Moss rose, (Portulaca grandiflora), is a bushy, low-growing annual, favored for its succulent, greyish-green leaves, brightly colored blooms, and its ease of care, even in desert climates and poor, rocky soil. The blooms of the moss rose are show stoppers in nearly neon shades of orange, pink, red and yellow. Moss rose does well in a border, in a rock garden, or planted in a hanging container. Harvest the seeds of the moss rose and preserve them for planting the following spring.
Choose a few blooms from a healthy moss rose plant. Keep an eye on the blooms as they begin to fade in late summer. When the blooms wilt and turn brown, they are ready to be harvested. Harvest the moss rose seeds on a warm, dry day, in early afternoon when the air is dry.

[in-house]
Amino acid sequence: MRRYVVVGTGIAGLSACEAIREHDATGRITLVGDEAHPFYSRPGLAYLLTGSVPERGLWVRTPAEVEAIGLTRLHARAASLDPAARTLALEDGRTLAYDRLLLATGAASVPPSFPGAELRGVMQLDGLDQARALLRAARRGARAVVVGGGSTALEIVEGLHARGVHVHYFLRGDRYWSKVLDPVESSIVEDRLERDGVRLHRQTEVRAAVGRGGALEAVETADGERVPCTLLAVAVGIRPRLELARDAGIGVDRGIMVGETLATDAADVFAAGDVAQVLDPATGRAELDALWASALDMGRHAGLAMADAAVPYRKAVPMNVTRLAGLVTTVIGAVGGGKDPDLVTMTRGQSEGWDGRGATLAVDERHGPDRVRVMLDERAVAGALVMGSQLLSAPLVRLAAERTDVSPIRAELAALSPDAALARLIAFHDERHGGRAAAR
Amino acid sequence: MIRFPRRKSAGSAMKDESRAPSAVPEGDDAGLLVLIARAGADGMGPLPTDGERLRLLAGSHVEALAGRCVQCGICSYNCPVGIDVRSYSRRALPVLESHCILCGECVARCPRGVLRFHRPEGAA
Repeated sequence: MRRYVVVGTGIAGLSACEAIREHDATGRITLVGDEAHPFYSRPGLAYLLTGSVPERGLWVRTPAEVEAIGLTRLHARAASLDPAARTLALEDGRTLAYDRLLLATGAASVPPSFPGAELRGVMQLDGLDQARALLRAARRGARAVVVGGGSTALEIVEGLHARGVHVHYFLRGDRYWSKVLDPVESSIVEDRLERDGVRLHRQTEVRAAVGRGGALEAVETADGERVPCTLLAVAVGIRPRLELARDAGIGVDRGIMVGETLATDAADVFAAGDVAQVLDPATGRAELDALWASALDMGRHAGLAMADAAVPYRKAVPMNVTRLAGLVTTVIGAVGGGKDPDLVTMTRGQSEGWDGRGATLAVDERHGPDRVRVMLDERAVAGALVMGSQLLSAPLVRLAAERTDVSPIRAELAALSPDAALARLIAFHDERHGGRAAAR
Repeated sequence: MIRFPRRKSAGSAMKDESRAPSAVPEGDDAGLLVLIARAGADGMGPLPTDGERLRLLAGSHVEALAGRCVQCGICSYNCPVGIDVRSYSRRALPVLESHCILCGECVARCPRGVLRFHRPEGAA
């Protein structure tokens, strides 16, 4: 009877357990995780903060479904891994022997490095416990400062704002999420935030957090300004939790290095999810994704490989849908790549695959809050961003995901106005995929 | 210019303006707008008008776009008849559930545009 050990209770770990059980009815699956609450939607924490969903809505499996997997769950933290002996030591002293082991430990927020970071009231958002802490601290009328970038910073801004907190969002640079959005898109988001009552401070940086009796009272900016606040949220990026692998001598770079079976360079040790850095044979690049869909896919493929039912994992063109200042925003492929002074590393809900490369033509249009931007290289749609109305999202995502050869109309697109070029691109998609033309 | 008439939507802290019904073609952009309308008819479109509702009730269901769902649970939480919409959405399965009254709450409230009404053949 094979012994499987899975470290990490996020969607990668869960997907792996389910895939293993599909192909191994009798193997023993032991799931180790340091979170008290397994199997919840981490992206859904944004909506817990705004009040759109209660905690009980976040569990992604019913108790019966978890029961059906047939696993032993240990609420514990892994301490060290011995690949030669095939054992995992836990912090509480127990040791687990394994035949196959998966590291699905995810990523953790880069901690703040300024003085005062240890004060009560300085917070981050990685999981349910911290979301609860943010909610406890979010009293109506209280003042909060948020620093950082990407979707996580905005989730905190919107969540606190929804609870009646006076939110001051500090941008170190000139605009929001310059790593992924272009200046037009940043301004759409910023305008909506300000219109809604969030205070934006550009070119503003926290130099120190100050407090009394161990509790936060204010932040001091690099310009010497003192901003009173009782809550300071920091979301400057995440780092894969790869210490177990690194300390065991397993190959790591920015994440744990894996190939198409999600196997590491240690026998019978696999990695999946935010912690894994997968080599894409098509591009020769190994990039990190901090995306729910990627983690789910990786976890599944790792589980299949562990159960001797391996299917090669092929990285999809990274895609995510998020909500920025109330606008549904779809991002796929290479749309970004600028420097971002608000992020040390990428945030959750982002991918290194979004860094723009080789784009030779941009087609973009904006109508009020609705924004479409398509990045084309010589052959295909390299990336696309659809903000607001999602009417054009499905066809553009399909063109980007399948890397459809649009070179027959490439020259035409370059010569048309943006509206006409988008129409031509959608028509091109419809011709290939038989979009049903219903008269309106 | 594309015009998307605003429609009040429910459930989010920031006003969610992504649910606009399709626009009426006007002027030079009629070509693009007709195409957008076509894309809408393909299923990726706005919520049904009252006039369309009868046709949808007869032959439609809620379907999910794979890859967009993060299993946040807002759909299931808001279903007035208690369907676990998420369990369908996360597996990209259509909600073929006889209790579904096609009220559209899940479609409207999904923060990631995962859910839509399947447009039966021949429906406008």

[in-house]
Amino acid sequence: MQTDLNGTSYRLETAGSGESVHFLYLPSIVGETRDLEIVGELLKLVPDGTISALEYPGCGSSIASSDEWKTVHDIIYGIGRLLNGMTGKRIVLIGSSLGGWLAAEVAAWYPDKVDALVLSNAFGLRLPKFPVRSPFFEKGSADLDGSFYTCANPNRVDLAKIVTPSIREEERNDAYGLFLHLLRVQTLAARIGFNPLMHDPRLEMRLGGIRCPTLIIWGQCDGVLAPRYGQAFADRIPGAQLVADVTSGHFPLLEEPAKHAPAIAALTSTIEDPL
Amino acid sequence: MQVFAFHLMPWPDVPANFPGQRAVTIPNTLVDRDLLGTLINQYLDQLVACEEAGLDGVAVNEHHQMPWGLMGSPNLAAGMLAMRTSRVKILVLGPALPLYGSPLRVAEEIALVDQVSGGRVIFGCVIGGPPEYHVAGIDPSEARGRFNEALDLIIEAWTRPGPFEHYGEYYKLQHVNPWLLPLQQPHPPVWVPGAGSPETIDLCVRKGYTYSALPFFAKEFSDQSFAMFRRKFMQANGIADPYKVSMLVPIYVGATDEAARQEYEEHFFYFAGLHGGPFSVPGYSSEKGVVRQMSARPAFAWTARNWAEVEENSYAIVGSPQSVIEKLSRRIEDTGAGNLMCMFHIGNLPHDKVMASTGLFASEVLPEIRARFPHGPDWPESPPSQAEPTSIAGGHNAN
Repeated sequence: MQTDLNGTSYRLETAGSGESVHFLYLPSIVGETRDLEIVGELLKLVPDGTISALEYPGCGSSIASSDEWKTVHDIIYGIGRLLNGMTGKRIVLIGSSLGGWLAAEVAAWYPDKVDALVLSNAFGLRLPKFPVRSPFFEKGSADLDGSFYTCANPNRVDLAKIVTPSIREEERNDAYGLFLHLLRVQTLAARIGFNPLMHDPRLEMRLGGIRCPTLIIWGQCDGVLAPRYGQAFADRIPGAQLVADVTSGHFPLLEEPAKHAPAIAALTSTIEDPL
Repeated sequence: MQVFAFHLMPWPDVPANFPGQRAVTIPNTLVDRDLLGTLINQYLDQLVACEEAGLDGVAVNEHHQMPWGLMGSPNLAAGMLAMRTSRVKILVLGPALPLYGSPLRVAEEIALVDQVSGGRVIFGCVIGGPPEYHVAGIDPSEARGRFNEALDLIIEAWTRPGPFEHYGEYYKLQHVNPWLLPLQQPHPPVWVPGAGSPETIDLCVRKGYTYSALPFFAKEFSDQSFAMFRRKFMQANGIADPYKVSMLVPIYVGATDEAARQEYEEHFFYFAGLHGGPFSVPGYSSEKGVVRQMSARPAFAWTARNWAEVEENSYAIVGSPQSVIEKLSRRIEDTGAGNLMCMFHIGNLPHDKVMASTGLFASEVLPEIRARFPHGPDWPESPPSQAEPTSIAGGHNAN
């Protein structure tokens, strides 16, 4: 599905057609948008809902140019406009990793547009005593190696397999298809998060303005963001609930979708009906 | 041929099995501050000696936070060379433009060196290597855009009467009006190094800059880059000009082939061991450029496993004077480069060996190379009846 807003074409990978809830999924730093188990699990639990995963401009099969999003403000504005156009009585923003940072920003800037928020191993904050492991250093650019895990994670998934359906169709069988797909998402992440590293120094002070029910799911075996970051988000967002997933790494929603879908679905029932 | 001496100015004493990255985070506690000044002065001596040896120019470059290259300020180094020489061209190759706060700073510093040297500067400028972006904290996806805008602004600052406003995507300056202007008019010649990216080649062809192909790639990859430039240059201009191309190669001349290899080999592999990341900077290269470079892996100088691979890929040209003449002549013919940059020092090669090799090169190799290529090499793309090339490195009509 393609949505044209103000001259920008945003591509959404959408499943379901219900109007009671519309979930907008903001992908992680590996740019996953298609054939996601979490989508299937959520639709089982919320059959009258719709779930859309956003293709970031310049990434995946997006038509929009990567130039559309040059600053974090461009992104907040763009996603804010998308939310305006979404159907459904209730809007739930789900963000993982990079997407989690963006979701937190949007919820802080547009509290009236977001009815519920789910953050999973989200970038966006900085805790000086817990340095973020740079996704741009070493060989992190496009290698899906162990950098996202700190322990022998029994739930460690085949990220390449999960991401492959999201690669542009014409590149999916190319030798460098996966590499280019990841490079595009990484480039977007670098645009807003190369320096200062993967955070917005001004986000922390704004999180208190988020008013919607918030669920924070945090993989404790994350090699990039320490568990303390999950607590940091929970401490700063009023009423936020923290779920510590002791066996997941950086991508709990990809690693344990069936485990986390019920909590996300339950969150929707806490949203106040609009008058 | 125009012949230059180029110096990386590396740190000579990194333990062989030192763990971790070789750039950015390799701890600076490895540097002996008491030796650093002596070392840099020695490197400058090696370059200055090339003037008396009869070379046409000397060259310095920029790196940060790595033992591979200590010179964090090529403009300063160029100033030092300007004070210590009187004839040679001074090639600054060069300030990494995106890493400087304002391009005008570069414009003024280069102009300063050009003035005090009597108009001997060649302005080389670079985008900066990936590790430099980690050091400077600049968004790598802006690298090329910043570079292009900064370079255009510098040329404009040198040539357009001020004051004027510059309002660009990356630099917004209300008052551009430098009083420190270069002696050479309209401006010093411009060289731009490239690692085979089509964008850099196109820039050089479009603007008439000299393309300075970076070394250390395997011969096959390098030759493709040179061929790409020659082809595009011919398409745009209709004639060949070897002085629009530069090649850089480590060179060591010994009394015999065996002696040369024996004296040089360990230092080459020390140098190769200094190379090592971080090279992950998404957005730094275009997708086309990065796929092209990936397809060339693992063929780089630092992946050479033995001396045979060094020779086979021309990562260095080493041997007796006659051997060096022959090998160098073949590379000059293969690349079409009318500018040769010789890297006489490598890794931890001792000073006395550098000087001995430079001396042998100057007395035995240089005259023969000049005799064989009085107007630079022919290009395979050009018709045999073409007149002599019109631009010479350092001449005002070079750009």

Hold a paper bag under the dead moss rose bloom. Roll the bloom between your fingers and allow the moss rose seeds to fall out of the seed pod at the base of the bloom. If the seeds aren't quite ready to fall out of the seed pod, clip the entire bloom with your fingers and let the bloom drop into the paper bag. Use a separate paper bag for each color, and label the bag before you clip the bloom.
Put the paper bag in a cool, dry, well-ventilated room for 1 to 2 weeks, until the seeds are dry. Shake the bag occasionally so the seeds will dry evenly.
Pour the contents of the bag on a paper plate. Pick out any stems, leaves or petals with your fingers or a pair of tweezers. Don't worry about removing small plant matter that is mixed in with the seeds. Be sure to do this indoors, because the moss rose seeds are no larger than specks of dust, and will blow away in the slightest breeze.
Pour the moss rose seeds into a small, white paper envelope, and put the envelope in a glass jar with a lid. Put the jar in a dry, cool room until you're ready to plant the seeds in the spring.